Bluetooth always and everywhere

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Almost everyone knows what Bluetooth is. That is what a recently published study on the “blue” wireless standard for short distances revealed. But there is more. In the future, almost everything will be Bluetooth capable.

Bluetooth is the backbone of the connected world—at least that is what it says on the website of the Bluetooth Special Interest Group. A representative study conducted by the Canadian market research company Lux Insides appears to have confirmed that fact. According to the study, nine out of ten consumers now know that Bluetooth is the technology behind wireless networks. That figure was still 86 percent in 2012. During the same period, use of the wireless standard has increased from 32 to 78 percent.

So, apparently, the more than 25,000 companies in the bustling interest group have done a good job. The wireless standard makes uncomplicated connections possible in a growing number of products.

bluetooth Infographic (Image: Lux Insights).For example, the people who participated in the study own an average of four devices equipped with Bluetooth technology. Six out of ten people surveyed said that they also pay attention to wireless connectivity when making future purchasing decisions.

Inevitably, that kind of popularity also translates into a high market-penetration rate. Analysts at ABI Research expect a good three billion Bluetooth-capable devices for this year, and supposedly more than five billion by 2021.

No smartphone without a “blue” chip

Of course, smartphones—nearly all of which are equipped with a Bluetooth chip—account for the lion’s share. Still, if you want to be the “backbone of the connected world,” there is no getting around the Internet of Things—which was also verified by the study. Besides medical-alert transmitters and navigation aids in buildings and in the public, those surveyed attributed the greatest importance to home automation, i.e. monitoring lights and security systems or controlling room temperature.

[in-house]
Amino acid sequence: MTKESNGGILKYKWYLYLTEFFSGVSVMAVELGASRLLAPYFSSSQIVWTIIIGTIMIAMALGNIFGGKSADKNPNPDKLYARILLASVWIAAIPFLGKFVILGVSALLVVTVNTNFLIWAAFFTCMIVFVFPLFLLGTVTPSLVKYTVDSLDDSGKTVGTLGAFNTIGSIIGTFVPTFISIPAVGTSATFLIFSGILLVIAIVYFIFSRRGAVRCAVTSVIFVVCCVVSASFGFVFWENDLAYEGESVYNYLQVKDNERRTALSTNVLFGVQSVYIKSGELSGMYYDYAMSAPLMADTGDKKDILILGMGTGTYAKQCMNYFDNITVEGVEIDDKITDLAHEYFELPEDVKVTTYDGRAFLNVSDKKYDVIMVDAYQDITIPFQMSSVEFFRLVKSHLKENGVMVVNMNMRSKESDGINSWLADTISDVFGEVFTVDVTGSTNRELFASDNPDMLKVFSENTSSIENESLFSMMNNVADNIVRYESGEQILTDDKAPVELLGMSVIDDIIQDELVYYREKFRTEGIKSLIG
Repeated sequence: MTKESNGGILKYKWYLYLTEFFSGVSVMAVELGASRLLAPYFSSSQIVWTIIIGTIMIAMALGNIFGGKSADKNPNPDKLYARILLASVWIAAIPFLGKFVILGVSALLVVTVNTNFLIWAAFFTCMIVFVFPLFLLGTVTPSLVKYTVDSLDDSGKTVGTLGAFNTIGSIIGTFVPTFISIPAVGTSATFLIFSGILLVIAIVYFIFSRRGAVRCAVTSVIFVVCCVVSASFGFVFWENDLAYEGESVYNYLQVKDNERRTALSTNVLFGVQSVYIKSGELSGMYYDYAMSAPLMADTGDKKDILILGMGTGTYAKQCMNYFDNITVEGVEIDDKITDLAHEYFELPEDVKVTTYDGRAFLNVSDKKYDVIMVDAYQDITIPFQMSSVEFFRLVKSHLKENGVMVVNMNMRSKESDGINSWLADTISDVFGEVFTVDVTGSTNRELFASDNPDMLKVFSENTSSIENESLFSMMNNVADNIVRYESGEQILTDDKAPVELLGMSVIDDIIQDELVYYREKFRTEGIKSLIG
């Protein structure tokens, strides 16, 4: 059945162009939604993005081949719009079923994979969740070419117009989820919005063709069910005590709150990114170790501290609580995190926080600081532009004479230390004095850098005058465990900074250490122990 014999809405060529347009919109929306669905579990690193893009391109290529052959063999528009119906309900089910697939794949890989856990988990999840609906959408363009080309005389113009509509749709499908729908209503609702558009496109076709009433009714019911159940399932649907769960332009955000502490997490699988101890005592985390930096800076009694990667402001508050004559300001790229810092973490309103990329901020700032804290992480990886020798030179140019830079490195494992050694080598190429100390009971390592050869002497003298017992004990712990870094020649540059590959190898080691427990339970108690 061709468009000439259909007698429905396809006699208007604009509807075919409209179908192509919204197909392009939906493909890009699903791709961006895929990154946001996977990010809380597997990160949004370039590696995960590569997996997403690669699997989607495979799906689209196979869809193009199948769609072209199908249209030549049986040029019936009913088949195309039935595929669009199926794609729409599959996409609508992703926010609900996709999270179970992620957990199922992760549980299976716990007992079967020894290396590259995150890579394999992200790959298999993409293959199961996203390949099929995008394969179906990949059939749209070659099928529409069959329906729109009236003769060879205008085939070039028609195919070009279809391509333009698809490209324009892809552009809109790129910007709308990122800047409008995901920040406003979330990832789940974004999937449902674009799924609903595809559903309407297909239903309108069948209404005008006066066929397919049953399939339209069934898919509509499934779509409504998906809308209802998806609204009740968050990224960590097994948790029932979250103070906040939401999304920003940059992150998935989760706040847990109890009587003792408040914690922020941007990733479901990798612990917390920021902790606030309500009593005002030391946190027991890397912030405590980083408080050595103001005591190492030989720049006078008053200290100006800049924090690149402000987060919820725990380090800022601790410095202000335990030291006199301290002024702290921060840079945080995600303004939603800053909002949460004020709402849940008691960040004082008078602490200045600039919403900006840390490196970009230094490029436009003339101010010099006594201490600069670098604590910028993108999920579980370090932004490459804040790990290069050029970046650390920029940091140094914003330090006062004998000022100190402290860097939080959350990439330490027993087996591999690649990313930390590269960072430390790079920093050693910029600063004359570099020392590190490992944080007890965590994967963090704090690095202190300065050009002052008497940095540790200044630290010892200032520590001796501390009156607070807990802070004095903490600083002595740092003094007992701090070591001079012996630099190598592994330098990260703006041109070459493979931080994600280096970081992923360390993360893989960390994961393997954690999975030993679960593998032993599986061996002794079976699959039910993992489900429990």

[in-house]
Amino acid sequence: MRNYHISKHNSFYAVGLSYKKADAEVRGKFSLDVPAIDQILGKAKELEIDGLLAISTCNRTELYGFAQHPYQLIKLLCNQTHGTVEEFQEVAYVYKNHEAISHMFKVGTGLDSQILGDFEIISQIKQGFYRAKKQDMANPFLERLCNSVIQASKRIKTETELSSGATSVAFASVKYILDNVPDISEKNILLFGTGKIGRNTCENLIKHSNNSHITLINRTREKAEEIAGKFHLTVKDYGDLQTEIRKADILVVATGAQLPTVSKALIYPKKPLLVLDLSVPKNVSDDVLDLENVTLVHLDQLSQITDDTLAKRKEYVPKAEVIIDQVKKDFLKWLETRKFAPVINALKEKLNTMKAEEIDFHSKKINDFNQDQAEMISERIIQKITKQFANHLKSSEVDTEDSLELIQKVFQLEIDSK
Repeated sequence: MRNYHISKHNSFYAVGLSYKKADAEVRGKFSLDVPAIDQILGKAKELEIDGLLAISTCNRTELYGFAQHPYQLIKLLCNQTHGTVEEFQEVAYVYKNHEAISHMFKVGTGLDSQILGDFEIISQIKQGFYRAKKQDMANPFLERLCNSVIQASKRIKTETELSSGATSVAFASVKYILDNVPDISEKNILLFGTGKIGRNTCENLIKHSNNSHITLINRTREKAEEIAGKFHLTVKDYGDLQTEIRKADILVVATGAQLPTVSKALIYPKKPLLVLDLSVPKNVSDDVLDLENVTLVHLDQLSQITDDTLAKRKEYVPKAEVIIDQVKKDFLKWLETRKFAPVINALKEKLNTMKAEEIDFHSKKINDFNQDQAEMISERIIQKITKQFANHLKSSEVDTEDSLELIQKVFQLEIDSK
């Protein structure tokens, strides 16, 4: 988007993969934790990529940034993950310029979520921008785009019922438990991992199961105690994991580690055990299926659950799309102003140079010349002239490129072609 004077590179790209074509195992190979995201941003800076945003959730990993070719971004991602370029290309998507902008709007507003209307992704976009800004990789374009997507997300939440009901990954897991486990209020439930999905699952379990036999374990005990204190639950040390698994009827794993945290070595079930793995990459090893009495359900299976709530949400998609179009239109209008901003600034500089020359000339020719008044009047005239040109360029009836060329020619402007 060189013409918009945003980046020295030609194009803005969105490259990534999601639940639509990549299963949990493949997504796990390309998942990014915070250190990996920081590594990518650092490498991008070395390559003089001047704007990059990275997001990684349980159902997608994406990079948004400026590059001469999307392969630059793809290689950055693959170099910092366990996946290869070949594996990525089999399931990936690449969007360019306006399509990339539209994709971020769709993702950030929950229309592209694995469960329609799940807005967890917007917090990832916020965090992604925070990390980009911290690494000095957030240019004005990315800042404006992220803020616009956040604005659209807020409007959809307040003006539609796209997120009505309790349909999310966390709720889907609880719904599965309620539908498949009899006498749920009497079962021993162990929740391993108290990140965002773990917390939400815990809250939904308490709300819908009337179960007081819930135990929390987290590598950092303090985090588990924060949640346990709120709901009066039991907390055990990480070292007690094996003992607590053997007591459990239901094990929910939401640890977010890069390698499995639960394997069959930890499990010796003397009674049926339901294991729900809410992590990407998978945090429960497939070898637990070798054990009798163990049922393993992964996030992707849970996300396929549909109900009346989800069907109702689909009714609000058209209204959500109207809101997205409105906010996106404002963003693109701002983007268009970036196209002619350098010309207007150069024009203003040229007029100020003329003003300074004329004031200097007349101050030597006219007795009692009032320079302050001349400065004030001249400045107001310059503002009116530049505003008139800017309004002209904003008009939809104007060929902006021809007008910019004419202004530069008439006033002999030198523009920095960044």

In the smart home, other wireless standards such as Zigbee and Z-Wave set the tone (or switch off the lights!). They both have one thing in common: They are mesh-capable. Anyone who is within the range of one device can communicate with all the others because commands are passed on to them by a node. That even makes it possible to manage larger buildings, provided at least one product is installed in each room.

Meshed Bluetooth

Until now, that is something that Bluetooth could not do. But this year, Bluetooth Smart (Bluetooth 4.0 Low Energy) with “Smart Mesh” is coming out, which significantly increases its ability to compete. That would also give just about every user a remote control for his smart home via his smartphone, tablet or notebook. So far, neither Zigbee nor Z-Wave have been implemented in a smartphone.

In the end, however, the manufacturers of smart home devices will decide who and what are connected in the living room. Thanks to Apples “Home Kit,” Bluetooth already has a pretty large foot in the door to the smart home.

Bluetooth SIG (Image: Bluetooth SIG)

Bluetooth is capable of much more than just smartphones. Bluetooth SIG (Image: Bluetooth SIG)